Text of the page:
Please submit complete papers, preferably by e-mail, to Sarah Grant, email@example.com. Please mark your submission clearly as such. Receipt will be acknowledged asap. Submissions will also be accepted by mail:
School of Philosophy
University of Leeds
All papers should be suitable for blind review (we cannot guarantee anonymised refereeing if your paper is not suitably anonymised). Please include a cover page with title, abstract and contact details. Mailed submissions should include two copies.
Deadline for receipt of submissions is Friday 18th July 2008.
Decisions will be made by Friday 8th August 2008.
For more general details on the conference please consult:
or e-mail Duncan Watson at firstname.lastname@example.org Messages
Friday, March 7, 2008
26-28 March 2008
Sponsored by Durham University's Institute of Advanced Study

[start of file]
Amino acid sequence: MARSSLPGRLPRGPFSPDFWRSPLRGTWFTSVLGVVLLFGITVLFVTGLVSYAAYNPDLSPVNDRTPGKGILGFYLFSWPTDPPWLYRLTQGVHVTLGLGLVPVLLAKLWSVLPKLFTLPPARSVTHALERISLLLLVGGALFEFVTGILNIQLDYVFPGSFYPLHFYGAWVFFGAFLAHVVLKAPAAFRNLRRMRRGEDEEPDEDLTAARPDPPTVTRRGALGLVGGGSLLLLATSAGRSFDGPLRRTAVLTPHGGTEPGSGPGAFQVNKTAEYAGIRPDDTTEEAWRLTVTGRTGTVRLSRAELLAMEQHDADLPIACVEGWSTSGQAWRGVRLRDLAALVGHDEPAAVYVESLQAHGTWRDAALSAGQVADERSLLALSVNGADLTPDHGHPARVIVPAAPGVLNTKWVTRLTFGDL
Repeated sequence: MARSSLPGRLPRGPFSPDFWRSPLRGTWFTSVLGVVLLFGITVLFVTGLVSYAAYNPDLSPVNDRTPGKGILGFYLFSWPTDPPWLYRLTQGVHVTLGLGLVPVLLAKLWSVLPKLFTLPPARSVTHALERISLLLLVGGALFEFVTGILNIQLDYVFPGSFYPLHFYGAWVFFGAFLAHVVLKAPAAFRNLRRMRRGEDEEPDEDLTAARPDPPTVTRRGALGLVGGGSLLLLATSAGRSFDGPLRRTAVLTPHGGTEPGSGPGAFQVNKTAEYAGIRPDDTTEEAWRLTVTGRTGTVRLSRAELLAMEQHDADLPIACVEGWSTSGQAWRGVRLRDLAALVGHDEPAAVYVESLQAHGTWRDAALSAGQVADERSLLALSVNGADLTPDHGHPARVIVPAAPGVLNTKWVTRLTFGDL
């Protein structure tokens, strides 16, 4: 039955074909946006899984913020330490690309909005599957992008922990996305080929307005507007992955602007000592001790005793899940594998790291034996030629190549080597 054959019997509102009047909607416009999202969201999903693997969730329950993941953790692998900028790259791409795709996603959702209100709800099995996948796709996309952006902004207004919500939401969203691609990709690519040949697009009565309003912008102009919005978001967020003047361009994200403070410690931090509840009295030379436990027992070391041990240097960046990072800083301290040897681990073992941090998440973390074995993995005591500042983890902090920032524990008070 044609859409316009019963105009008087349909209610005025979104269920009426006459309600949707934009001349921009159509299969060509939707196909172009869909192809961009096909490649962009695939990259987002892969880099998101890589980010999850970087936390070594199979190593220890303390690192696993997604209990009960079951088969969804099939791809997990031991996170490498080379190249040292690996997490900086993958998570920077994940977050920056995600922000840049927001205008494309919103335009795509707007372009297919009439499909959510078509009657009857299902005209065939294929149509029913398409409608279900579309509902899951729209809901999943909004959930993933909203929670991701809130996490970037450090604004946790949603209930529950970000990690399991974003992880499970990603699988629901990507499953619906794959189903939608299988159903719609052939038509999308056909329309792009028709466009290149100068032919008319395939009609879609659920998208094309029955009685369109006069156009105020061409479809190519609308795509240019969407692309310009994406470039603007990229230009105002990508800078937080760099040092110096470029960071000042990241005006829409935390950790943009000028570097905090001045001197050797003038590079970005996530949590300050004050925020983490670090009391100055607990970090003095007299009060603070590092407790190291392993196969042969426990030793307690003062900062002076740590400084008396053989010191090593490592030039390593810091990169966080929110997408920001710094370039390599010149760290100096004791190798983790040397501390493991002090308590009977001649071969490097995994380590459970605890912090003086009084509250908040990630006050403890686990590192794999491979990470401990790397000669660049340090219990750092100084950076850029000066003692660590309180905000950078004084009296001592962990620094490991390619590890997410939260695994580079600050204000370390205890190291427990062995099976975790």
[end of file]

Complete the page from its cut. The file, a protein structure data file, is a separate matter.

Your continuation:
Organisers: Dr R F Hendry & Dr M D Eddy
This interdisciplinary two-day symposium will investigate the different strategies and methods of modelling and representing across the physical and life sciences, and the ways in which models relate to their subject matter and to the empirical evidence. Scientists represent the world using a wide variety of media, including mathematical and physical models, equations, graphs and visual diagrams, and of course language, analogy and metaphor. Historians and philosophers of science have examined the traditions and modes of representation across different sciences, and in particular when different scientific disciplines interact. Particular traditions of representation employ different media together, so that one medium can take over when the expressive power of another runs out. Thus, for instance, in theoretical physics and chemistry, visual arguments are sometimes employed when more formal mathematical derivations are intractable. Traditions develop so that the modes of representation are implicit, and transparent to the practitioners. Their particular origins and status are unquestioned, and the medium of representation itself is essentially invisible to the practitioner.
Modelling Matter Symposium
St Chad’s College, Durham University
Wednesday, 26 March
Perspectives on Models and Representation
2pm (1) ‘Models: Parables versus Fables’
Prof Nancy Cartwright FBA, Professor of Philosophy, London School of Economics and University of California, San Diego.